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Green Wheels

Fuel efficiency tests don’t measure up

Published February 20, 2013

A farmer served ham every Christmas, and always chopped off the pointed end before putting the meat into the oven.

“Why?” someone finally asked.

“My dear mother always did it that way,” he replied.

“Why?”

“Because,” the farmer explained, “her pan was too short for the full roast.”

His pan could hold the whole thing. But why change?

Which brings me to Jay Friedland, legislative director at the EV advocacy group Plug in America and an expert in fuel-economy testing. He told the story when I asked why ratings from the U.S. Environmental Protection Agency — and Transport Canada, which toes the American line — don’t match real-world results.

I’ll back up a step here.

Twice this winter I’ve criticized the official ratings.

Readers replied thusly: “I’ve also found a little known trick. . . . To actually match or beat the ratings: Drive the speed limit.” Or: “Sooo . . . when not in traffic (the car) performed to the EPA rating, but stuck in crappy stop-and-go traffic it didn’t!? You seriously are left scratching your head?”

I called Friedland because I was, in fact, still scratching my head,

My concern isn’t the different fuel economy in city and highway driving. The tests claim to mimic both.

I also understand you consume less fuel if you stick near the speed limit, and the tests assume such cautious driving.

But the tests involve professional drivers who sit in cars on dynamometers and accelerate and brake according to precise instructions from a computer programmed to replicate “typical” driving patterns.

The tests are known to produce overly generous fuel economy scores, and here’s where that ham comes in. Driving patterns were developed 40 years ago, when the U.S. speed limit was 55 miles (85 kilometres) per hour, and that’s still the basis for the highway driving cycle.

“I don’t see many people who average 55,” Friedland says.

Back then, too, dynamometers couldn’t handle the loads required to replicate current driving.

A few years ago, the EPA tried to compensate by adding three cycles and, in effect, boosting fuel consumption by about 30 per cent. That’s the number Americans see on car ads. Transport Canada doesn’t yet do that.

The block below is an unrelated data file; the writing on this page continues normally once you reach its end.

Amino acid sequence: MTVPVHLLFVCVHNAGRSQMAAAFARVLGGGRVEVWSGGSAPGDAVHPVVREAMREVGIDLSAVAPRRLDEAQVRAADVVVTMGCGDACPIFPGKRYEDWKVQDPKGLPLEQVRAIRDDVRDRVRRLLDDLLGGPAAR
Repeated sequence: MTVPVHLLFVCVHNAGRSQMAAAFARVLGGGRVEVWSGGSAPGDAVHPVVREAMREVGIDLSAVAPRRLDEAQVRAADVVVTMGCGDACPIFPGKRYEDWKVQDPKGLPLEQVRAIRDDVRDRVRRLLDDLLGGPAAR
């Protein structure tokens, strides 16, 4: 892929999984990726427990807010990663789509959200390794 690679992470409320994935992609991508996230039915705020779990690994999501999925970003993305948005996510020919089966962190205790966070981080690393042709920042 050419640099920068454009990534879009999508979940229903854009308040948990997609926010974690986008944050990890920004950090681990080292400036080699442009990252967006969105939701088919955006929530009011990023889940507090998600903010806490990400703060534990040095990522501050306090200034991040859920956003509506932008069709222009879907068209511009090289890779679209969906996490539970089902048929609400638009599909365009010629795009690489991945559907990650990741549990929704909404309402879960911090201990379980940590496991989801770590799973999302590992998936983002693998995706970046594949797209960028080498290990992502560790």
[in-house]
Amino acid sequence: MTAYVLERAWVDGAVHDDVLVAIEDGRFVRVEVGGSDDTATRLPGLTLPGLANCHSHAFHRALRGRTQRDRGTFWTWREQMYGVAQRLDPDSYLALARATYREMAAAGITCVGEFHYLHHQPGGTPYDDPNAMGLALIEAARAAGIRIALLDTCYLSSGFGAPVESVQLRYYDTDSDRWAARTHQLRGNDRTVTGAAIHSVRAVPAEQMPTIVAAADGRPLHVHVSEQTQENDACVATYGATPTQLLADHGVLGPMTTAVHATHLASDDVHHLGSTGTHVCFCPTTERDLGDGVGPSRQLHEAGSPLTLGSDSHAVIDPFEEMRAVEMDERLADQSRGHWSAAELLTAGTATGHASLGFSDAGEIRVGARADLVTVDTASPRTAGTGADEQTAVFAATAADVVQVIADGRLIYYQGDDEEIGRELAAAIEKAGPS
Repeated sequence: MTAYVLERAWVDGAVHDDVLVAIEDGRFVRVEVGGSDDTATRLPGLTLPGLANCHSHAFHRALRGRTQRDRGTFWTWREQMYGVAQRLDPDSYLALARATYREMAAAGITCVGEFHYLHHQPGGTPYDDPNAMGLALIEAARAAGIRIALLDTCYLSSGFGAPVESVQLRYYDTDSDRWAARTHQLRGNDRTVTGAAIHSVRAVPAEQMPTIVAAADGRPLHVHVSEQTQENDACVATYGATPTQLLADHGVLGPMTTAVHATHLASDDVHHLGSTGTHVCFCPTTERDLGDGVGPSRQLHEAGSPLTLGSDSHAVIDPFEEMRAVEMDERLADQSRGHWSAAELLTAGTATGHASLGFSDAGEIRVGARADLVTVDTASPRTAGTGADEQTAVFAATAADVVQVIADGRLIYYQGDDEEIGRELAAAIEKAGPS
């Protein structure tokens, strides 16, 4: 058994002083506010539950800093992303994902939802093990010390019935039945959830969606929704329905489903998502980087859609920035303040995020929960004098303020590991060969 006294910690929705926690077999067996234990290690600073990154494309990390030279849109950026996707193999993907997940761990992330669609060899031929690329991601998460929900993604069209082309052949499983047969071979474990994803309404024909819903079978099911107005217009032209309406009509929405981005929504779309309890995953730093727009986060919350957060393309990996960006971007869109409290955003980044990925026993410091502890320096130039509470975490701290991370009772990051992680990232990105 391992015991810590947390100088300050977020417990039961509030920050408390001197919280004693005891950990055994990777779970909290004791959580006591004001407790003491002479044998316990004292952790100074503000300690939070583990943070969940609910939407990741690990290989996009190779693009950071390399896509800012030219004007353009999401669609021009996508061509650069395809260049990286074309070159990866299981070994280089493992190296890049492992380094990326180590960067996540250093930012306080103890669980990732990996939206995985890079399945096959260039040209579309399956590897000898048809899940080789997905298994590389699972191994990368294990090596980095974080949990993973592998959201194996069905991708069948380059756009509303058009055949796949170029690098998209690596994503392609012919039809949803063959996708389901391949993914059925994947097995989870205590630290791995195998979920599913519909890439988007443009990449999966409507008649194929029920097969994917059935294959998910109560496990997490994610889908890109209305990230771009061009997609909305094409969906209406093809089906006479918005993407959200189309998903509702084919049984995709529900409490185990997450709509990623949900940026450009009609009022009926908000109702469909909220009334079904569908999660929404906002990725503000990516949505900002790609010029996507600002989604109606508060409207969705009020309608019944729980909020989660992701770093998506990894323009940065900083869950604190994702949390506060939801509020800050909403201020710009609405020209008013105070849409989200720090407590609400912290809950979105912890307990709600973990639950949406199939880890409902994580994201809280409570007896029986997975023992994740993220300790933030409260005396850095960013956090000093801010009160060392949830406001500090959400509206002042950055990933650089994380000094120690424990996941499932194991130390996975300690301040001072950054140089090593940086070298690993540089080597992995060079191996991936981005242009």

No matter, Friedland says: The arbitrary adjustment, “doesn’t give you a lot of confidence knowing that’s how it’s calculated.”

The test cars run on ethanol-free gasoline, notes Jim Lyons, a senior partner at California-based Sierra Research Inc., a leader in fuel economy analysis. Ethanol contains less energy per litre: When, as here, it’s added, fuel consumption increases.

A second problem: The tests don’t allow comparisons because the gap between scores and actual fuel economy varies too widely among vehicles.

It’s difficult to pinpoint why this is, Lyons says, but different propulsion technologies respond differently to test conditions and real-world driving styles.

The tests don’t account for aerodynamics, crucial for fuel consumption at higher speeds, Friedland adds.

In urban driving, hybrids get their efficiency advantage from regenerative braking. The tests assume a certain number of stops, but if there are more, or fewer, in real-world driving, fuel consumption may be substantially different.

Manufacturers may select technologies that work best on the tests as long as they don’t alter performance specifically for the test, Lyons says. “It’s a grey area.” If, for example, a car is designed for high efficiency on the dynamometer it may get much different results with a driver focused on power.

Better cycles are available; why not update the tests?

“The EPA wants to do the right thing, but it’s hobbled by its history and the influence of the auto makers,” Friedland says.

Corporate fuel-economy standards are directly linked to the tests. If more accurate tests boost fuel-consumption numbers, manufacturers would have to do more to meet government standards, or governments would have to lower the standards, Lyons says. Both create difficulties.

Still, change might come, he says. “With all the attention being paid, it’s starting to increase political pressure. It hasn’t reached the point yet where I think you’ll see a fundamental shift.”

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